At 19.40 on Wednesday evening another man in his late twenties was cycling around the Olympic Park without a helmet on. What's the difference between the first man and the second? The first man is dead. The second man is me.
In one of those plunging moments that can define our family lives, my girlfriend heard on the radio that a man "around 30" had been killed near the Olympic Park. She had a sense – not because I'd told her; rather, because she's a genius – that her boyfriend might have gone for a bike ride to his former home in east London, having said for days that he wanted to take the atmosphere in.
So I suppose it is customary at this point to say "there but for the grace of God go I", though to an atheist that aphorism can be jarring.
For some mad reason I decided not to wear a helmet when I headed out on Wednesday. I was meeting my mate Kate for dinner later, and my helmet is a nuisance to carry about in a busy restaurant. I've also been known to leave my helmets behind very readily.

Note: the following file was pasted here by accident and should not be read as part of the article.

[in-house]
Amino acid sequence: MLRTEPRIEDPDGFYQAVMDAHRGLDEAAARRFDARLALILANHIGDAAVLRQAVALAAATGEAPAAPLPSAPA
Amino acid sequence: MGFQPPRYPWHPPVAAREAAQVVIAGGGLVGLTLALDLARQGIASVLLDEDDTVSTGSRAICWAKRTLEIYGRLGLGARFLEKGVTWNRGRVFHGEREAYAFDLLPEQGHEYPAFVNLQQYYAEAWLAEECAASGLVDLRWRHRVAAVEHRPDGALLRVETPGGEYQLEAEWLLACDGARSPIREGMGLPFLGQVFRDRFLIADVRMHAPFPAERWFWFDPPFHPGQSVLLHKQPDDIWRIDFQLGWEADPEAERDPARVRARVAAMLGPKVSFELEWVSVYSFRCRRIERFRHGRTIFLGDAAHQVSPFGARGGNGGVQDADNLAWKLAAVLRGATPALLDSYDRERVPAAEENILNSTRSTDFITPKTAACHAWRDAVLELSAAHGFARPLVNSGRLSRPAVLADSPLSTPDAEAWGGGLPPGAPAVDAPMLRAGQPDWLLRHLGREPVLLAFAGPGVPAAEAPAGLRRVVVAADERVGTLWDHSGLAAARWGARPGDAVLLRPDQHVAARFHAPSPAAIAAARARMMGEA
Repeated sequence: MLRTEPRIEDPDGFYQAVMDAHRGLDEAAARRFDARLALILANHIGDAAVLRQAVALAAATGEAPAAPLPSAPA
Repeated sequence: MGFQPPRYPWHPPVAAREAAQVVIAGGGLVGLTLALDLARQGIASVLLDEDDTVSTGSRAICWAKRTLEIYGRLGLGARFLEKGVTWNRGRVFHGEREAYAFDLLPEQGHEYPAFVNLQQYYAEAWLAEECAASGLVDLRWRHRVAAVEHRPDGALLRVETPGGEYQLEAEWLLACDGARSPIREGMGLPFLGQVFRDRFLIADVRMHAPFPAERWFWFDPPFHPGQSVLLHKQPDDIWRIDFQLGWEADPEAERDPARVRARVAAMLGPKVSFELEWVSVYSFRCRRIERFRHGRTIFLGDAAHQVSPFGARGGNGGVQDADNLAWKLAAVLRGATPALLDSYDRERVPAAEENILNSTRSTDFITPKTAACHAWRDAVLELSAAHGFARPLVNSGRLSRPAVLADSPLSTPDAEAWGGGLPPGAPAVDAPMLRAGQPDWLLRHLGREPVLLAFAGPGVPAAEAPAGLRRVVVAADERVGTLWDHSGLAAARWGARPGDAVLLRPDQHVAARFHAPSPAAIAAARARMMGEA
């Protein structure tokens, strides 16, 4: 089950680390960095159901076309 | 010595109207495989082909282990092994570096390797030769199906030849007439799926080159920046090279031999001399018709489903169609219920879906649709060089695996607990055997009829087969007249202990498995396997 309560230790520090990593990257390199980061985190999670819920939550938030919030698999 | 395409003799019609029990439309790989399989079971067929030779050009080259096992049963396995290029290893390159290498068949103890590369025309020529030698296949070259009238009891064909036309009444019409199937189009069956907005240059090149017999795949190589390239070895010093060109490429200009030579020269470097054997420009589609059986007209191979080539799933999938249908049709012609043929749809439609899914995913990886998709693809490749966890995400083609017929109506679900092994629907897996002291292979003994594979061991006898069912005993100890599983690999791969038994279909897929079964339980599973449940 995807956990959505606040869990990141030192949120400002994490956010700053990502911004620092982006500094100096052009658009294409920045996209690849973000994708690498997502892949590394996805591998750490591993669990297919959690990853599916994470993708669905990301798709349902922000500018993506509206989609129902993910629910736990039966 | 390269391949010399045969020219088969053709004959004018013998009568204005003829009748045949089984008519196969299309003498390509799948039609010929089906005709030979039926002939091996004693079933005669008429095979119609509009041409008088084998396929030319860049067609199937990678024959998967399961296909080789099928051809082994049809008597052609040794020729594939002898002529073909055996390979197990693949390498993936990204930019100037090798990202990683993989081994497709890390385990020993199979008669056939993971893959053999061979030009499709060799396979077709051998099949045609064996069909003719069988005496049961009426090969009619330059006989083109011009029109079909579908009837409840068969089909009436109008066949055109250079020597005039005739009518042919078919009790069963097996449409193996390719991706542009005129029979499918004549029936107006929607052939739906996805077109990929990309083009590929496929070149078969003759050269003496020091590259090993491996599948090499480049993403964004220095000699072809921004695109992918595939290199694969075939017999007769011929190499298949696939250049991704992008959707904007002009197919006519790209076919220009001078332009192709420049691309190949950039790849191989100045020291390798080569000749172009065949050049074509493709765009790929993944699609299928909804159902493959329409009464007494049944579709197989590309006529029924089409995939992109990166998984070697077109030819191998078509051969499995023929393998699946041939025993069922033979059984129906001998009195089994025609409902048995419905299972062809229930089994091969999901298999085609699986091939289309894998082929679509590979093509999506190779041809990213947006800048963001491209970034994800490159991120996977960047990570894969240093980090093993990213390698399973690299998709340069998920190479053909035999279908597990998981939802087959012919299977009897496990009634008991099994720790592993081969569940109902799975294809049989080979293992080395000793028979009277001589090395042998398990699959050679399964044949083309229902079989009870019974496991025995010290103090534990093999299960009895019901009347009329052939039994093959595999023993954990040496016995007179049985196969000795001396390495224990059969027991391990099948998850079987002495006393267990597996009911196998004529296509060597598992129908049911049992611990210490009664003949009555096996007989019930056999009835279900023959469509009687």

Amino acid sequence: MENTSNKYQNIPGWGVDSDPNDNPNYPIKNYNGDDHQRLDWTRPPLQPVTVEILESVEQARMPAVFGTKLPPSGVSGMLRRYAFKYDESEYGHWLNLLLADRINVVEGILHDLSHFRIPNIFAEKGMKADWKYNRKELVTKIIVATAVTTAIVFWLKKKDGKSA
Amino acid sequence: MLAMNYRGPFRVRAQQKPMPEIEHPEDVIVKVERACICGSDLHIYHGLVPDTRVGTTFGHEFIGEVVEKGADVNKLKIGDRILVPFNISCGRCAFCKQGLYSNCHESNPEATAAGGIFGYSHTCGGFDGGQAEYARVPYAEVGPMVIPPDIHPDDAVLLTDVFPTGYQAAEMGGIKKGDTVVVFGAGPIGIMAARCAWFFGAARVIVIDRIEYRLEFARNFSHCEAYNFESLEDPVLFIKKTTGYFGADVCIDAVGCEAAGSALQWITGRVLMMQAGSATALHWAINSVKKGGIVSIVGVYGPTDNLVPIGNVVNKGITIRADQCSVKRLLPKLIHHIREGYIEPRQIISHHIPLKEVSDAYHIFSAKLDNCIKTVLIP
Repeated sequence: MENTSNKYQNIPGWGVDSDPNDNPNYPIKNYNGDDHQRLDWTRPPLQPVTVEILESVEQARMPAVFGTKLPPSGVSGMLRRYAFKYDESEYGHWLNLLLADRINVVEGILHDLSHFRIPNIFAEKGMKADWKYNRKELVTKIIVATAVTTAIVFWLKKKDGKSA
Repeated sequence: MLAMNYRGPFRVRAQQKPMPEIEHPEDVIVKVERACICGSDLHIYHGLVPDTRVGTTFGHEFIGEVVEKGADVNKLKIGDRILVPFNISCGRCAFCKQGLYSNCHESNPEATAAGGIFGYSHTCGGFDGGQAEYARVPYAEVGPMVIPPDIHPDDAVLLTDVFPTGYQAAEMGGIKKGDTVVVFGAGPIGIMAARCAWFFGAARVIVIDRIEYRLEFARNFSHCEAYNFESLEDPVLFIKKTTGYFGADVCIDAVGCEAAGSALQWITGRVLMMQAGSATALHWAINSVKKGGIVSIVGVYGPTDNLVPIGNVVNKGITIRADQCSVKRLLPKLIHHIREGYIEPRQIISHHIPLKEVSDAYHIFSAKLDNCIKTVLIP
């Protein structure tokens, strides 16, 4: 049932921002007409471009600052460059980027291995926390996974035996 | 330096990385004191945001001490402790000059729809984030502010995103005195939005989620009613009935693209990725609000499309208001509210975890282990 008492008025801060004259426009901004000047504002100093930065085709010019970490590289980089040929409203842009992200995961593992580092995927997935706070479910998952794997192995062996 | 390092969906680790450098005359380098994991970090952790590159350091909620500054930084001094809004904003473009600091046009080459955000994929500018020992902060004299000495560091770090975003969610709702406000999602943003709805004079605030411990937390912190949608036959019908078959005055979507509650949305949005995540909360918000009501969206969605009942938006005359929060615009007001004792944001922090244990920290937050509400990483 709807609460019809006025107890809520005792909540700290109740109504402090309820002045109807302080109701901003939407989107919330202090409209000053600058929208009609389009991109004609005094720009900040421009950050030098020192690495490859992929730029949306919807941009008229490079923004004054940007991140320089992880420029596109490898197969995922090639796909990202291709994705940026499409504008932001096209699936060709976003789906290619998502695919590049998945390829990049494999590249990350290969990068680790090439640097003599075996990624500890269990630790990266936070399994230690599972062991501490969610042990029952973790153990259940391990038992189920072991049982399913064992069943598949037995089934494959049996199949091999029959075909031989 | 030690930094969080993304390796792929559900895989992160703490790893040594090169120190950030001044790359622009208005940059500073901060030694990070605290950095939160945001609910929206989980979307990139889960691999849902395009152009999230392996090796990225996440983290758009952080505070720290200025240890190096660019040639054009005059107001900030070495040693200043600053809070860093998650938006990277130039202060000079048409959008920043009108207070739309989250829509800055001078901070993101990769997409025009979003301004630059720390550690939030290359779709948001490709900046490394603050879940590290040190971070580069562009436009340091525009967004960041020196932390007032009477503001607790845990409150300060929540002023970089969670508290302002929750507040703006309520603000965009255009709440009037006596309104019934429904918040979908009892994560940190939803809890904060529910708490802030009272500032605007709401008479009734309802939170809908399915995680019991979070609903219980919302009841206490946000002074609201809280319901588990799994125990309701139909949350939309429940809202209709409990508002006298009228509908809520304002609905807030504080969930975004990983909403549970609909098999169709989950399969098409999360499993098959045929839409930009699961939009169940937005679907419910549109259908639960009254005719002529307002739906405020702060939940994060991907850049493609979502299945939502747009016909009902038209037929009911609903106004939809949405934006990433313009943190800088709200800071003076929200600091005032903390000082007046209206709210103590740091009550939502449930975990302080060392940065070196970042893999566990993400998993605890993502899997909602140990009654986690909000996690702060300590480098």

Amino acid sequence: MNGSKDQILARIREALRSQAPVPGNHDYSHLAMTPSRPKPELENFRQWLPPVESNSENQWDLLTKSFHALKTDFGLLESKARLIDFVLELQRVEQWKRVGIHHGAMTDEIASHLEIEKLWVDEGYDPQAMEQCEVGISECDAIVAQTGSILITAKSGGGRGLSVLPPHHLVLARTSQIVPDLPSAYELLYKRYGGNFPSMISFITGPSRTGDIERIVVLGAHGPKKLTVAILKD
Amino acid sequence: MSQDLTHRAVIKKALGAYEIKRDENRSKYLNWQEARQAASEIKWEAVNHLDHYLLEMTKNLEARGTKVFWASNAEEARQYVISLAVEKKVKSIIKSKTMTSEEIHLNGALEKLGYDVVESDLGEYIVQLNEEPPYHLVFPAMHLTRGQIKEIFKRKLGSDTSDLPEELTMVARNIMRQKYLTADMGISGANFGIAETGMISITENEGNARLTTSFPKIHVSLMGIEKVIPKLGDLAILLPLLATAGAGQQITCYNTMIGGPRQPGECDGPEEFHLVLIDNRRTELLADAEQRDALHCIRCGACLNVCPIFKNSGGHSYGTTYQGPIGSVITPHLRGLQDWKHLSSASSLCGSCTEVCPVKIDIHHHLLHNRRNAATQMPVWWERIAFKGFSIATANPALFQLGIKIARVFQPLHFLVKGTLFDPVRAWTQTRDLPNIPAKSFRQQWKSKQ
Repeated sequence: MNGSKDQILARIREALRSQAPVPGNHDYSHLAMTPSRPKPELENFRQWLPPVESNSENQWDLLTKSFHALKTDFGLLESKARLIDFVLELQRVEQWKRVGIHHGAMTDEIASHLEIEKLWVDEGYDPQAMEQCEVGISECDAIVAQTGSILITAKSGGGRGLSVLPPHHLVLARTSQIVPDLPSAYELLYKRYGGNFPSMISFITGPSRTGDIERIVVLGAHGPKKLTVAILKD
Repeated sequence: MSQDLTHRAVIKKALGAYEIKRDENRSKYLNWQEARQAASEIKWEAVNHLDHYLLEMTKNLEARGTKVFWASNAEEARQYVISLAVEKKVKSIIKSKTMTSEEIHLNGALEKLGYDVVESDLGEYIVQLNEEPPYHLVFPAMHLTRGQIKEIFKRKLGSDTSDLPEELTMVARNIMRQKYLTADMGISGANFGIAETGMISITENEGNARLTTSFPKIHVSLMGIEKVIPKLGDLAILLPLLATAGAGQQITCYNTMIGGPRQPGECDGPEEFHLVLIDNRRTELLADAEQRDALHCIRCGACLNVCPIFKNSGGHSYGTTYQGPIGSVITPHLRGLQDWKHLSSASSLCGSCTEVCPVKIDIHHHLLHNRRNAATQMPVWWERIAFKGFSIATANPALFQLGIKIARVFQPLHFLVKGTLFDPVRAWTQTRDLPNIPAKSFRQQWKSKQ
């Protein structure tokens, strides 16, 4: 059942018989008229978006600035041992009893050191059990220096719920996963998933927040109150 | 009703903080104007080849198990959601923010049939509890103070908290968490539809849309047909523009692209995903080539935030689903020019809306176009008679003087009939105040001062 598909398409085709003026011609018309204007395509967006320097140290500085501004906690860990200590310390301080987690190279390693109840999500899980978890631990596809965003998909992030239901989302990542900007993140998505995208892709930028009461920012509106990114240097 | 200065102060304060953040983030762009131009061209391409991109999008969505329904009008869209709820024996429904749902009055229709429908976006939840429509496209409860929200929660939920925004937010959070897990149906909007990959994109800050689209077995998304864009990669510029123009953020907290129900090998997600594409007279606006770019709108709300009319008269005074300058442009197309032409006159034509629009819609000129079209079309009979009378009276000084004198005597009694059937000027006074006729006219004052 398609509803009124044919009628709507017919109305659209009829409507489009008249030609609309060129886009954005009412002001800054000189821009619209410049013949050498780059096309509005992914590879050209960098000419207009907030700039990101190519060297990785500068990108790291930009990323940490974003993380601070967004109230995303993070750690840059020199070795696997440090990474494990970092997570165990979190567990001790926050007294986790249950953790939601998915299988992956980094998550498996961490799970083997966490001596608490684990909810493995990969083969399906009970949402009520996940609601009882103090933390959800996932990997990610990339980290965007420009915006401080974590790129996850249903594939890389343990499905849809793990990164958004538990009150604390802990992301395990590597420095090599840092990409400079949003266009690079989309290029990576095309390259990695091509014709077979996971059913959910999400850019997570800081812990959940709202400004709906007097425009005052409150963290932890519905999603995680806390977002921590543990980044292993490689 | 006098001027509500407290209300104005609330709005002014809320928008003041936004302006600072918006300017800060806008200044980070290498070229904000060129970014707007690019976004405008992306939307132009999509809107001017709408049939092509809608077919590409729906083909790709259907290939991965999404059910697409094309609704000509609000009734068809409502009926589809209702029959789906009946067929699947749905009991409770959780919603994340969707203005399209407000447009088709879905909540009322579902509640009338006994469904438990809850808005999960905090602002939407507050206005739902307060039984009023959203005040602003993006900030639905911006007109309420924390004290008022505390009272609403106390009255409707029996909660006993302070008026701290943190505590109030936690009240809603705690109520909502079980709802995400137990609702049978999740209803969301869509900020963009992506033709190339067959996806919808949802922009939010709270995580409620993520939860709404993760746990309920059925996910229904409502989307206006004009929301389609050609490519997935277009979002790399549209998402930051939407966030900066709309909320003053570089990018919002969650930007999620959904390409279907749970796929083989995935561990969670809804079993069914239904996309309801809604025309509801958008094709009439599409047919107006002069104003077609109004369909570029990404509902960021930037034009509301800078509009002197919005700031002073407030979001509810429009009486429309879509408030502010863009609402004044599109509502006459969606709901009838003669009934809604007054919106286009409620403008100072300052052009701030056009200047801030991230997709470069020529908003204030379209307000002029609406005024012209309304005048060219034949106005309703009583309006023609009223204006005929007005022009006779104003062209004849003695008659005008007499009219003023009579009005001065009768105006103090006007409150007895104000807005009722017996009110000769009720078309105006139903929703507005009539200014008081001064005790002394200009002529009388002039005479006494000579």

It's not actually known for certain whether the man who died when he was hit by a double-decker on Ruckholt Road on Wednesday was wearing a helmet. A witness said he was dragged under the bus, so a helmet may not have saved him anyway. But now Bradley Wiggins has caused an uproar by saying cycling without a helmet should be illegal.
I bow to no man in my admiration for the side-burned wonder from Kilburn, but on this he is wrong, for four reasons.
First, it will probably reduce the number of cyclists. In Australia and New Zealand, the number of cyclists fell by over half after such a law was enacted. Second, the evidence that it would reduce injuries and fatalities is mixed at best. Third, it's not the business of the state to protect us from ourselves, as long as we're not harming others. Compulsory helmet-wearing violates John Stuart Mill's harm principle: "Over himself, over his own body and mind, the individual is sovereign".
Finally, such a law would be impracticable. Imagine the amount of police time that would be wasted on stopping helmetless cyclists. Laws that cannot and are not enforced reduce the law from a means of empowering citizens to mere state-sponsored didacticism.
What we need is fewer laws and more social stigma. Rest assured I cycled to work wearing a helmet this morning.Follow @amolrajan Reuse content